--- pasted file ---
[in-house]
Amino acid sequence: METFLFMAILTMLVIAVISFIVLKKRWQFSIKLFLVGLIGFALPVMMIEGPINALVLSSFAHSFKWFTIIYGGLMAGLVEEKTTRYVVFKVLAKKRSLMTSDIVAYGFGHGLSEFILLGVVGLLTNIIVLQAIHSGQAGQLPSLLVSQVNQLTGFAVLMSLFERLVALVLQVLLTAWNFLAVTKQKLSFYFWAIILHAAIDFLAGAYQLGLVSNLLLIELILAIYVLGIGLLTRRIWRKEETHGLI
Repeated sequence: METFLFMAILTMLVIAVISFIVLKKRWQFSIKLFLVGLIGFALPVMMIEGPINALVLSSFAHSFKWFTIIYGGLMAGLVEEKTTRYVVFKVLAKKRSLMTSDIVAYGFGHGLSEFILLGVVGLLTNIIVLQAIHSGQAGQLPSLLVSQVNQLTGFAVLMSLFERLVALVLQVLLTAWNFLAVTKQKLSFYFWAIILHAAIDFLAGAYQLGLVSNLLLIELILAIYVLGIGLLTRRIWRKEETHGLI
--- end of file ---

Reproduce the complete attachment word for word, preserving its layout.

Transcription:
[in-house]
Amino acid sequence: METFLFMAILTMLVIAVISFIVLKKRWQFSIKLFLVGLIGFALPVMMIEGPINALVLSSFAHSFKWFTIIYGGLMAGLVEEKTTRYVVFKVLAKKRSLMTSDIVAYGFGHGLSEFILLGVVGLLTNIIVLQAIHSGQAGQLPSLLVSQVNQLTGFAVLMSLFERLVALVLQVLLTAWNFLAVTKQKLSFYFWAIILHAAIDFLAGAYQLGLVSNLLLIELILAIYVLGIGLLTRRIWRKEETHGLI
Repeated sequence: METFLFMAILTMLVIAVISFIVLKKRWQFSIKLFLVGLIGFALPVMMIEGPINALVLSSFAHSFKWFTIIYGGLMAGLVEEKTTRYVVFKVLAKKRSLMTSDIVAYGFGHGLSEFILLGVVGLLTNIIVLQAIHSGQAGQLPSLLVSQVNQLTGFAVLMSLFERLVALVLQVLLTAWNFLAVTKQKLSFYFWAIILHAAIDFLAGAYQLGLVSNLLLIELILAIYVLGIGLLTRRIWRKEETHGLI